Hristos a inviat! Christ has risen.
You may have read this in the news paper, or heard it being said by people in the street. Emil Boc, mayor of Cluj, took out an ad in several local newspapers saying so, and so have other politicians.
Easter is an important holiday in Romania, one where the entire family gets together. It has religious and cultural significance, and kids get a week off of school between the Catholic and Orthodox Easter.
Why are there two Easters? Well, it has to do with geography and history. About a thousand years ago, there were a few archbishops throughout Europe. The one in Rome claimed to be the supreme authority, and many in Western Europe (including the Archbishop of Canterbury) agreed to follow the pope’s authority. But many bishops in the East did not see the pope as the supreme authority.
Much of what is now western Romania was under the Holy Roman empire, also called the Austro-Hungarian empire. So Transylvanian cities like Cluj had a long history of being under the Catholic church and later had periods of time when they had protestant majorities. In fact, Cluj is one of the first places in modern Europe to allow religious freedom to new protestant churches (and any religion), and the Unitarian church was born around here. (Ancient Europe had religious freedom, but that is another story).
Many Romanian heroes were of different religions. In addition to two modern kings, Vlad the Impaler is often thought to have been Catholic. One of her most famous queens had promoted the Bahai faith. And even when the leaders did not accept foreign religions, there has always been a respect for religious minorities, many of which helped fight for Romanian independence and freedom.
Religious diversity of Romania goes beyond the east-west divide. There is a mosque in the seaside town of Constanță nicknamed “the King’s mosque”, because it was commissioned to be rebuilt by King Carol in 1910. (A previous mosque had stood near that spot). The King saw fit to respect the large muslim population of that town and endow them with a place of worship.
The Hungarian speaking minority in Romania is sometimes called Hungarians in the census, but many refer to themselves as Szekély (pronounced roughly as “Sekay” but the Romanian word is “secuiesc”). This ethnic group does not identify themselves with the Hungarian nationality, rather as Romanians who speak the Hungarian language (like Dutch speaking Belgians might call themselves Flemish, or German speaking Frenchmen might call themselves Alsatians).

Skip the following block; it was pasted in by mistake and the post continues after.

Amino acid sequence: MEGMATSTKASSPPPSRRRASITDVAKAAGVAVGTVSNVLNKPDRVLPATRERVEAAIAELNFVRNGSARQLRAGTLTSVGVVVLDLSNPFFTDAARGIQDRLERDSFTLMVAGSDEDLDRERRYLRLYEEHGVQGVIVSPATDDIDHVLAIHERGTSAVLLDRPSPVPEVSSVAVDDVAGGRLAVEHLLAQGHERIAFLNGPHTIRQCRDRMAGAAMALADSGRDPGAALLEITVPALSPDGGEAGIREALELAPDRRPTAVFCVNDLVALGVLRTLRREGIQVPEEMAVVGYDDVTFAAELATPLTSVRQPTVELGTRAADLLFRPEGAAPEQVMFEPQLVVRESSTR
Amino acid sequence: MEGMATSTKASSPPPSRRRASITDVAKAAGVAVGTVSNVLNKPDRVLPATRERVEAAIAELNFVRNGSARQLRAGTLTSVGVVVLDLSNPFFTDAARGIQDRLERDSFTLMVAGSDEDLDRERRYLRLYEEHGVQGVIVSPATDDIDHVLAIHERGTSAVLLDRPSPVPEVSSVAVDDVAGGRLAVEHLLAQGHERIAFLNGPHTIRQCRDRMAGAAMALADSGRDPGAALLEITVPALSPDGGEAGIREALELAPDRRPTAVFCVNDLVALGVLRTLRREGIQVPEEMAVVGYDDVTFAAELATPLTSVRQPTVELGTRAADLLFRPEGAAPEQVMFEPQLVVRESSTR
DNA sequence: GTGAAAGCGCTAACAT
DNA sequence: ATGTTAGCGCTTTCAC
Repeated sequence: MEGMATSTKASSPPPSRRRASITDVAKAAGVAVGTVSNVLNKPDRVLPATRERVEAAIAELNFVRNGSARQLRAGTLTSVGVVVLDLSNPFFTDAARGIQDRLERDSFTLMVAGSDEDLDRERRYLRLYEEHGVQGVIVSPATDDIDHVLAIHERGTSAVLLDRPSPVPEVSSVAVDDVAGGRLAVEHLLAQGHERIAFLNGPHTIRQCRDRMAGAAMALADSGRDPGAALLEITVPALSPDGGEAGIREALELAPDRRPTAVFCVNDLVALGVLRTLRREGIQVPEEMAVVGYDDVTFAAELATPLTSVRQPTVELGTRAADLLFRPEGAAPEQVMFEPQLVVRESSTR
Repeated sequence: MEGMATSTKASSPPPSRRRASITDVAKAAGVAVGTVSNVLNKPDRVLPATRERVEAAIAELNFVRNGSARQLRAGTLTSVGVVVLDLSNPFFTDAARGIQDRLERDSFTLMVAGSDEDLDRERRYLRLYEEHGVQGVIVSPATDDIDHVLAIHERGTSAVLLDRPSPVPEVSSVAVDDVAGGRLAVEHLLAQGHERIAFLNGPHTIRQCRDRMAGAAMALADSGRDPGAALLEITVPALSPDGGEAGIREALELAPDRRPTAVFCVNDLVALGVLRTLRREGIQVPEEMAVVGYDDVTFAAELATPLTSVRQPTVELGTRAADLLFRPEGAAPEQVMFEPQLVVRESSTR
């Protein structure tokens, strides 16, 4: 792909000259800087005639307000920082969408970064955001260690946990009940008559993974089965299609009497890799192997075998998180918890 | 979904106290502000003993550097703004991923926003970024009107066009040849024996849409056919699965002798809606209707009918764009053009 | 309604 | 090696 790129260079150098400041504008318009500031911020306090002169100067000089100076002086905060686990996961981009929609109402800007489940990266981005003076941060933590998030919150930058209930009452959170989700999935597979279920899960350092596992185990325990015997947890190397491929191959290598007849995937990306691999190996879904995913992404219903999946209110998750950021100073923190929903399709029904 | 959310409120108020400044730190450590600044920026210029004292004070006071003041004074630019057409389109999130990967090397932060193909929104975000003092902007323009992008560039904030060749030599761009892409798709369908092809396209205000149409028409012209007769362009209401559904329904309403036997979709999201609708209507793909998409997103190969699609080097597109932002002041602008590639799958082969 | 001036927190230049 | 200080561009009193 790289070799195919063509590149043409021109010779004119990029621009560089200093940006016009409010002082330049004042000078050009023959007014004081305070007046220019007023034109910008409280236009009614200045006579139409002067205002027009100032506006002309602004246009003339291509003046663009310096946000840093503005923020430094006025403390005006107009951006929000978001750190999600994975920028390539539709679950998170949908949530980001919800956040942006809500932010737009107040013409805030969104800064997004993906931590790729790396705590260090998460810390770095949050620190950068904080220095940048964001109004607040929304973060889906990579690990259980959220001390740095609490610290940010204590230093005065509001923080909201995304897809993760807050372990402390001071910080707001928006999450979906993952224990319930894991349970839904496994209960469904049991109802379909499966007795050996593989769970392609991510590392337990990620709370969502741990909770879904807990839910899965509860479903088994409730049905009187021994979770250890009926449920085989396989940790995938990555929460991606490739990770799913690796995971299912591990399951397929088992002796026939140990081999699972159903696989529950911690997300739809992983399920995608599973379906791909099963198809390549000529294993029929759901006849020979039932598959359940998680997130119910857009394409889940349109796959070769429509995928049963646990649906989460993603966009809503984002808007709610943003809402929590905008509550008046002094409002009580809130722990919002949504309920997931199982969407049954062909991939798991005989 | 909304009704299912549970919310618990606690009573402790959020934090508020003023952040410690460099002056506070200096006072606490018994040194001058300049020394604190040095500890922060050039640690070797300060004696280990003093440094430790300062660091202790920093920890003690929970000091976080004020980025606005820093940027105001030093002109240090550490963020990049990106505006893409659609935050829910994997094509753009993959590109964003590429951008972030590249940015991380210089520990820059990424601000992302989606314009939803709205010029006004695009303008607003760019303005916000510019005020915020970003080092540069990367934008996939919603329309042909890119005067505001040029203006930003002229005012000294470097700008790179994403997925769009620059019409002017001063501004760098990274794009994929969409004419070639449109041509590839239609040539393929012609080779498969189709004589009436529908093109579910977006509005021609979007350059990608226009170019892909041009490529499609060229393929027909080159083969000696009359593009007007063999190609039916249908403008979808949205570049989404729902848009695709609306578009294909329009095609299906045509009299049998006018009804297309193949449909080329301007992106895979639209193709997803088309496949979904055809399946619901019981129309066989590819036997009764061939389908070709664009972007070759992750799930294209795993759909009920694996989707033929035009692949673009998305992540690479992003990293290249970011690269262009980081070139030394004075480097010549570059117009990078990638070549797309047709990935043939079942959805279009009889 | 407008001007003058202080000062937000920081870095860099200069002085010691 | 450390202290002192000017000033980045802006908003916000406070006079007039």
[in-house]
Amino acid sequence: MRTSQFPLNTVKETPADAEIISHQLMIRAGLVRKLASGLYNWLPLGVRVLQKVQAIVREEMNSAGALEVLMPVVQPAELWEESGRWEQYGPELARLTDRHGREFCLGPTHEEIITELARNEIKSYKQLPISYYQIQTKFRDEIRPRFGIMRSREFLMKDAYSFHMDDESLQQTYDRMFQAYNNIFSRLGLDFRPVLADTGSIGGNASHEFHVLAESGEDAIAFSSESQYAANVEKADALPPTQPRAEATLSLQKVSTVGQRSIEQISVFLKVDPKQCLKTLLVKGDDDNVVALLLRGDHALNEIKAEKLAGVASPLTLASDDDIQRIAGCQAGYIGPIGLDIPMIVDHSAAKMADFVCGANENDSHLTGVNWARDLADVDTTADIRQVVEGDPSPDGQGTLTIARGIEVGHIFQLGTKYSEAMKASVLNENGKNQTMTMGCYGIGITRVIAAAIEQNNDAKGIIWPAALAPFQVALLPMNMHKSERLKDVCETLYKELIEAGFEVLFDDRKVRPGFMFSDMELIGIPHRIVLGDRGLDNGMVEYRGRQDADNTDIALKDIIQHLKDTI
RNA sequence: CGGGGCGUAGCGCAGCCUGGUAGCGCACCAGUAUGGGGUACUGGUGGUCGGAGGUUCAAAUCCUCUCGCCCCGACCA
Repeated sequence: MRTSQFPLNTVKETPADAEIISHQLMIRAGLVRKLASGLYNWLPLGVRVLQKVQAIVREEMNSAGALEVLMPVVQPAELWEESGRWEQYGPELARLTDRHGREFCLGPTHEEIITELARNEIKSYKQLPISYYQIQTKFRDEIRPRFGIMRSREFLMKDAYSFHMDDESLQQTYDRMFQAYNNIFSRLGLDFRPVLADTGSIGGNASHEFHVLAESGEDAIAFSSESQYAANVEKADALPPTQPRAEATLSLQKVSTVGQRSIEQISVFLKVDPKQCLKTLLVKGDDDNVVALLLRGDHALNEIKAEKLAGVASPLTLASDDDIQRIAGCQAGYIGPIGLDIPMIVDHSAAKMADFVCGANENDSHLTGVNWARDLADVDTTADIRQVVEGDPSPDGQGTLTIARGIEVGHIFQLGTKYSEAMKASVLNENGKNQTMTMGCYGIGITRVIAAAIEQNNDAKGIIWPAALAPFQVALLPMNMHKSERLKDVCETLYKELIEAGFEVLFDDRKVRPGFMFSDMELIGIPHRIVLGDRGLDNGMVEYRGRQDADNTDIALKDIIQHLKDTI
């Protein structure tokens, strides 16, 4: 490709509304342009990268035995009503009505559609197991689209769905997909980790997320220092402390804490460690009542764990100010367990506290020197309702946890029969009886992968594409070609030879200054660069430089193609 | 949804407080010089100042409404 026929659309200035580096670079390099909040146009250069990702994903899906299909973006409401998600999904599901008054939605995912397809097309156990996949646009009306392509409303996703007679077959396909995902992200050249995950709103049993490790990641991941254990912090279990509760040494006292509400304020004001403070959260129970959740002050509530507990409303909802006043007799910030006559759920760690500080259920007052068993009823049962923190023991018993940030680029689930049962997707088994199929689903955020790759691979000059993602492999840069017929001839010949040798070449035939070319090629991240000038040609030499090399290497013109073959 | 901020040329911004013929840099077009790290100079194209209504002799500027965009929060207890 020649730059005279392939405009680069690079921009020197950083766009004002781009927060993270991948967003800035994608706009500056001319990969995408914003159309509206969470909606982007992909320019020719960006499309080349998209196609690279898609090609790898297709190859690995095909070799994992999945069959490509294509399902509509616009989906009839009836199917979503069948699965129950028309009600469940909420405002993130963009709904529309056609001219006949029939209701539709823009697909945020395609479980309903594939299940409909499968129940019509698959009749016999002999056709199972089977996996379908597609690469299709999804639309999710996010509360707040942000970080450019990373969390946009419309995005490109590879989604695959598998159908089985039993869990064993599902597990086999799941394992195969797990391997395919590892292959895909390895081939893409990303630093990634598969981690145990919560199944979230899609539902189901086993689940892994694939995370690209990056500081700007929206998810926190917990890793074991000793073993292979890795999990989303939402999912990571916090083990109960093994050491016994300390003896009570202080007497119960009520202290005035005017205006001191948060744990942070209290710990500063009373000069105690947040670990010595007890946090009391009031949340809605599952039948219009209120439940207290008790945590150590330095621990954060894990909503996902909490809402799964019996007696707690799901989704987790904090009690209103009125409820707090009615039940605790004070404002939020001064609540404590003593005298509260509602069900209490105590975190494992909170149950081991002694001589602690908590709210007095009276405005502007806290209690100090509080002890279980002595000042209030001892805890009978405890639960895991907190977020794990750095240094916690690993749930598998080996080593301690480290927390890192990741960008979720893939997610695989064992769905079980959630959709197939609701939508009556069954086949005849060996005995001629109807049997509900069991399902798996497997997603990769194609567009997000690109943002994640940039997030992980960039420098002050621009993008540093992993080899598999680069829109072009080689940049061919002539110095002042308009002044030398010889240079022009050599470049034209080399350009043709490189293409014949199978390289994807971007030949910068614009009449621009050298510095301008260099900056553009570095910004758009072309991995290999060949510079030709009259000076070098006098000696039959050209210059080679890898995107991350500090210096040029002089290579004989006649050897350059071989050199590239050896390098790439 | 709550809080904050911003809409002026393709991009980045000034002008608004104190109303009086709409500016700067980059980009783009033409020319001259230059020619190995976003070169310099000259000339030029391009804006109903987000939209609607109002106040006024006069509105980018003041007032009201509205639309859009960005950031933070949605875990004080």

And like other ethnic groups, there are ethnic Hungarians of different religions. The protests in Timisoara that started the revolution of 1989 began because the communist government tried to evict a Protestant “reform” minister László Tőkés who spent two years at his parent’s house in Cluj. (Tőkés later moved to Hungary).
The large “Hungarian” church in the centre of Cluj itself has been under several religions. It was at a time Unitarian, at a time Lutheran, and is now Roman Catholic.
Remember that the largely “Protestant” USA had a Catholic president with John F Kennedy? Or that “Hindu” India had a Muslim president? The tradition of freedom of religion that is hundreds of years old in Cluj continued with the adoption of the Romanian constitution. It now has a Lutheran president. Klaus Iohannis may be somewhat unpopular with a certain segment of the population because of his politics, but I have not heard anyone objecting to his being president because he is a Lutheran.
Other famous Romanian protestants include anti-communist minister Richard Wurmbrand, the fifth greatest Romanian according to the Greatest Romanian pole.
The minority that might be the most visible in the history of Cluj (including the street names) are the Greek Catholics. They are under the Roman Catholic church, but keep Eastern traditions. Many of their descendants may have converted to other religions, including Romanian Orthodox, but famous names include Prime Minister Iulius Maniu, journalist Septimiu Albini and Cluj-educated activist Corneliu Coposu.
While the Orthodox church is very popular in Romania, Romania is a diverse country that celebrates a wider range of beliefs and traditions. So if you are not sure which easter to celebrate, why not just celebrate it twice?
Happy Easter, everyone.